The music demands I move faster, steadier, resolutely. I soon pass everyone, immersed in music and foot pain and the beauty of a burgeoning storm to my right. The wind that wants to push me off the metal pipe that now cages precious California water. The hundred sheep that I think are boulders until they all turn and stare at me in unison. The peace sign I flash at the farm workers. The music. The movement. The moments. All of it. Mine.

Camp is among the Joshua trees. The sky is alive with the impending storm and the light paints the clouds wild, unworldly colors. It’s going to rain tonight. It’s going to get crazy windy. But I’m okay; here, now. I even fall asleep with a small smile. Sometimes these days happen. Even to me!

 

*(I have some great pictures from today but they are stuck on my broken phone. I will post them as soon as I can free them.)

 

 

 

 

Day 33: A Stay at the Rock Inn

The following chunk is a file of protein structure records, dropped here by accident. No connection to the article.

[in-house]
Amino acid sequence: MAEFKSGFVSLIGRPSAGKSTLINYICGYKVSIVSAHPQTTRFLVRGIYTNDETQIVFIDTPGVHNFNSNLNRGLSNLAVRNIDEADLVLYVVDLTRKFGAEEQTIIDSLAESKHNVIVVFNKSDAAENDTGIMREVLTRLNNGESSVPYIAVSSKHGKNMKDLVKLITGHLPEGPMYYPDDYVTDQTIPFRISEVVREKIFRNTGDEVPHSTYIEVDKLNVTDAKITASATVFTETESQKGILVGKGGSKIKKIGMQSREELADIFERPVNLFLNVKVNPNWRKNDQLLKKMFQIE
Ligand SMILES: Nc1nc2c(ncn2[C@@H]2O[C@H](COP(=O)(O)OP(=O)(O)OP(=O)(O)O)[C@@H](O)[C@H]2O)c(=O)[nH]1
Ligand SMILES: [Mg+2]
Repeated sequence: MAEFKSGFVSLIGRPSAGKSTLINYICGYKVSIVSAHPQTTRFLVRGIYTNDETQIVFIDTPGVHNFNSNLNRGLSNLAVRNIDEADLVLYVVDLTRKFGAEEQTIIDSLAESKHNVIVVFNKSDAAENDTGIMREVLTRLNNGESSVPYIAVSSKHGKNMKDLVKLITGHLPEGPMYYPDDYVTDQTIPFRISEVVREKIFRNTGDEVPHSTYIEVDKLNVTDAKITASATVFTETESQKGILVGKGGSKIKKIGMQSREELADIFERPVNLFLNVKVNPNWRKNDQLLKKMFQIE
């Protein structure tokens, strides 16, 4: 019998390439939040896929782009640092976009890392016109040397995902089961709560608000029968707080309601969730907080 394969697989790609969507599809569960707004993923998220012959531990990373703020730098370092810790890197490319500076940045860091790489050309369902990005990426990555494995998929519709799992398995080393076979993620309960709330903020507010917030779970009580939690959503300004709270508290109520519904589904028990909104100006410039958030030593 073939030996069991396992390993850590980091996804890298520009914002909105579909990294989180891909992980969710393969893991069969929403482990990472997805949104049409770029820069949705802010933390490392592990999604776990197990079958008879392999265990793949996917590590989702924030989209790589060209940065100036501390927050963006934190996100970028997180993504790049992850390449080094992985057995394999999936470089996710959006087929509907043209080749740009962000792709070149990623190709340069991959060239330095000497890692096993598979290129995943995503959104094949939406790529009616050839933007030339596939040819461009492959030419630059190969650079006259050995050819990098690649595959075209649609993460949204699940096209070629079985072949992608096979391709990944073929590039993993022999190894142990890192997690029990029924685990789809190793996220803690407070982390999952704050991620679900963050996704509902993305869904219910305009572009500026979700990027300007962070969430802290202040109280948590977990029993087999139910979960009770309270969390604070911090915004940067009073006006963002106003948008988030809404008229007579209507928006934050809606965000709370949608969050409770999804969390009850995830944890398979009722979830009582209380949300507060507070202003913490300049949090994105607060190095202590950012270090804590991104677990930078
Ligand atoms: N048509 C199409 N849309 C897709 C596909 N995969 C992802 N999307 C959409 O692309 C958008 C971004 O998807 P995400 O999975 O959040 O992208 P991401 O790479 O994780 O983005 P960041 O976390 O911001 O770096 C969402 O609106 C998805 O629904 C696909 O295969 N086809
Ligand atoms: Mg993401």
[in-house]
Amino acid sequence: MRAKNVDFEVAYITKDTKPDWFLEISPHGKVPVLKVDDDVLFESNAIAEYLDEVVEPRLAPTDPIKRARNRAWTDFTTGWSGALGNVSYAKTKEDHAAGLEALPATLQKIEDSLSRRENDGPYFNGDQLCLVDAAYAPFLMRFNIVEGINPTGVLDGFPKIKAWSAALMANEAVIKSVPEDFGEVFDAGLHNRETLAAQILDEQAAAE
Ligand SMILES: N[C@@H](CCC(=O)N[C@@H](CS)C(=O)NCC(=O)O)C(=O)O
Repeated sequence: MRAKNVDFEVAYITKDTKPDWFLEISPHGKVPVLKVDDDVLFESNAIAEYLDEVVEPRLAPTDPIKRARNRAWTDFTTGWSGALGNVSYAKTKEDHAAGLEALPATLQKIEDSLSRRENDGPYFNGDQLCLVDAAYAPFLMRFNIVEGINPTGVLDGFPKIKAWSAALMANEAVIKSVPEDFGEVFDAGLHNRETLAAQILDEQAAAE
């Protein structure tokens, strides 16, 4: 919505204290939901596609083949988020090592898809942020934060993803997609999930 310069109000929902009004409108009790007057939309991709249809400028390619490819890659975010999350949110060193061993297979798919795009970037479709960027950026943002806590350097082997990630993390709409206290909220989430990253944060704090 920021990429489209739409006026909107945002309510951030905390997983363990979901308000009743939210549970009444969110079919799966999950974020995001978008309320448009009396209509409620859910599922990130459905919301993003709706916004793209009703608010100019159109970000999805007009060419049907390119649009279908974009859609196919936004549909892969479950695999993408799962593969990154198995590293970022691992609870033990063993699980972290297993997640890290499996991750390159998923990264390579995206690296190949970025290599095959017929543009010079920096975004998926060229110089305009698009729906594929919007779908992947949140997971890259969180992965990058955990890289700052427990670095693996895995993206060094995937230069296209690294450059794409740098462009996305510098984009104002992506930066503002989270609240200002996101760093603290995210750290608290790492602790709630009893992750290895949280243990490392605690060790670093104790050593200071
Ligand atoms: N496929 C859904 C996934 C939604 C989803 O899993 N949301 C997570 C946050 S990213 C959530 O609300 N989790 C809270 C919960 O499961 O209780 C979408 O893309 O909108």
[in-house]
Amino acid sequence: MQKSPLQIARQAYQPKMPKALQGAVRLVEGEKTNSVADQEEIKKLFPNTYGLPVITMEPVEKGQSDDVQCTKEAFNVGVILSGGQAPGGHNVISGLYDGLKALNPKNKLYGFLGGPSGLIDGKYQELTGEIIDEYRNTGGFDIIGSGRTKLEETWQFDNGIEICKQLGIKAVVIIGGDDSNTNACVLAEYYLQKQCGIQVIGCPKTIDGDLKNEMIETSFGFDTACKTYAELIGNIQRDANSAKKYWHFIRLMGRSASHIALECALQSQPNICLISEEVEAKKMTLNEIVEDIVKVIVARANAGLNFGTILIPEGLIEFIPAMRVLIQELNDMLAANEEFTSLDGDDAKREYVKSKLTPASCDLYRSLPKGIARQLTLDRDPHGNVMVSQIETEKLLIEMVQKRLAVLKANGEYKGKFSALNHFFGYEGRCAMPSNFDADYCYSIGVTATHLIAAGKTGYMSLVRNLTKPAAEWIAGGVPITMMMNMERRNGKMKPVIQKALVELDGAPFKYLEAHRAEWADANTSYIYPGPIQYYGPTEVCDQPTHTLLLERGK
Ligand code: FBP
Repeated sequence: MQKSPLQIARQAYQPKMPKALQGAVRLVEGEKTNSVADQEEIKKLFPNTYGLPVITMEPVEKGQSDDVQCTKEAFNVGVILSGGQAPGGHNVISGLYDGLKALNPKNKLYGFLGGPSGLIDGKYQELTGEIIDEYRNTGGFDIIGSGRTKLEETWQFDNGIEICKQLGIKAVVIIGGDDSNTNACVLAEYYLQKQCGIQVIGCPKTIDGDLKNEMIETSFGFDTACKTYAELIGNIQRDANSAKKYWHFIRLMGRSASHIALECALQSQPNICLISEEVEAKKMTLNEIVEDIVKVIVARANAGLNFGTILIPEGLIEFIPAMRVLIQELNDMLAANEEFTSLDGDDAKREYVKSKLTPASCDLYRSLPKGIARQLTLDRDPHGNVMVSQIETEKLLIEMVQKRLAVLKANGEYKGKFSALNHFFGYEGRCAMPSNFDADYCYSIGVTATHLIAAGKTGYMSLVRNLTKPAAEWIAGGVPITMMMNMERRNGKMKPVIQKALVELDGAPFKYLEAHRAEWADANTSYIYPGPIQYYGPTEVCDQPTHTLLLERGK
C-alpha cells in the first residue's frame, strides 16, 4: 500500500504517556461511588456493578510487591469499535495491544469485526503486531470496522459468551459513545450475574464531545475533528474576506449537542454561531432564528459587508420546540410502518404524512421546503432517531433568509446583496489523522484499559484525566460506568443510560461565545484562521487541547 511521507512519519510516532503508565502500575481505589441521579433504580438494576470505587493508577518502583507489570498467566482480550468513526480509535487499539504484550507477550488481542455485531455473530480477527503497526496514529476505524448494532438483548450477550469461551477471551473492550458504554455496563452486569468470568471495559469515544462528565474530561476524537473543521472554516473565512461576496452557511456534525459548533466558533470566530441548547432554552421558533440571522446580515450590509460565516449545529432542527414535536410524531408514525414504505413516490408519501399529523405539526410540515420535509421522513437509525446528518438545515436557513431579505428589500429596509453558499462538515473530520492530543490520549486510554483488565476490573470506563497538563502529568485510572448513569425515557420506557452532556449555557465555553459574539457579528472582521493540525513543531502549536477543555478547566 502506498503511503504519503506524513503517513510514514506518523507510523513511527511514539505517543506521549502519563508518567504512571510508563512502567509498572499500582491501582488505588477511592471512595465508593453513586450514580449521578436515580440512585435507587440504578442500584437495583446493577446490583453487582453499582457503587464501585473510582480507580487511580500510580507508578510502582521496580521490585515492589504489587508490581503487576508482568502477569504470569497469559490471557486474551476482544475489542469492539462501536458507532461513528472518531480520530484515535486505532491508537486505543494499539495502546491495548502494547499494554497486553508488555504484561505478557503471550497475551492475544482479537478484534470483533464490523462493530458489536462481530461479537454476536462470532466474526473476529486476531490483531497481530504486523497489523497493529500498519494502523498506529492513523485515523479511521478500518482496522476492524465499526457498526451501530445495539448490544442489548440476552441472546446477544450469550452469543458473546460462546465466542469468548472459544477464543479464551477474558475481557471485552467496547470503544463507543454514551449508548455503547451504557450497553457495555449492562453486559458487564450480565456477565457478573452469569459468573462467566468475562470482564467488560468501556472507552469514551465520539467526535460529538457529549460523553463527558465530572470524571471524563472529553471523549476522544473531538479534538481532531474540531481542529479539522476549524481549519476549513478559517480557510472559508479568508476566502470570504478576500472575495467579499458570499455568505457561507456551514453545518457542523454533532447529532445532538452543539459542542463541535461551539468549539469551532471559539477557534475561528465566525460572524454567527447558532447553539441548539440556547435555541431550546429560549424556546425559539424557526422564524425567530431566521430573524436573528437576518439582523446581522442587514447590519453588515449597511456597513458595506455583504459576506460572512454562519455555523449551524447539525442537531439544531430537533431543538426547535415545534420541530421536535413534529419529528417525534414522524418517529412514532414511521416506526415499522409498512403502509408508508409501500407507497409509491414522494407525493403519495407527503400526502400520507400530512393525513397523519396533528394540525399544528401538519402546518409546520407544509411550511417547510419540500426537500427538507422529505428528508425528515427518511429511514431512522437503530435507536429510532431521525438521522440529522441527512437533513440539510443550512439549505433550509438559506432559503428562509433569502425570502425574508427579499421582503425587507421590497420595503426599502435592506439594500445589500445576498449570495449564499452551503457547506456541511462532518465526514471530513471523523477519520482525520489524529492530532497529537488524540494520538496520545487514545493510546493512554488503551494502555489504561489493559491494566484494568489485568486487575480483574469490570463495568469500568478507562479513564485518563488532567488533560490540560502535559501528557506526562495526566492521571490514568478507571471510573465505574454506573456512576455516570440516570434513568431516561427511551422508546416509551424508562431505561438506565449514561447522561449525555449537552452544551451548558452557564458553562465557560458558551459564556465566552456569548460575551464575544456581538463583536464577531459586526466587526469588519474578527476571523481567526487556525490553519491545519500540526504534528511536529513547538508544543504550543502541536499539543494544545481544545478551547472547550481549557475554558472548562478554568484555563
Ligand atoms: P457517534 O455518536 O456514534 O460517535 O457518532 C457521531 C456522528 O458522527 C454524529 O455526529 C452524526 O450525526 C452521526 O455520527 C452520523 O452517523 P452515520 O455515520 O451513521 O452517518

I sleep in to about 7:30. Why not? Today TnT want to go to Lake Hughes and stay the night there. They also have a resupply/bounce box they need to pick up. When I came back to meet up with them at Agua Dulce, I wasn’t expecting more of these elongated stays, zeroes and rides. So far, I’ve stayed longer than preferred everywhere that we have stopped, taken more rides than I ever thought I would, virtually throwing my own plans out the window. It’s costly, and I’m feeling less and less like I’m actually hiking the trail. To be fair, it has been lots of fun hanging with Texas and Tumbler, and it’s not like they’re forcing me to stay with them. But the more I’m in the group dynamic, the more I feel like I can’t continue on alone. In fact, I originally thought I would re-start in Tehachapi, but followed TnT’s plans instead. I get plagued with thoughts like: Just exactly whose hike am I hiking? And,¬†I haven’t talked much about this, but I’ve been concerned that 1. I don’t have what it takes, or even the proper urge to thru hike the PCT and 2. That the reality is that I need a partner, like my husband Aaron, to do something of this magnitude. It’s not a good feeling, recognizing that I may be lacking the mental toughness needed to hike the PCT.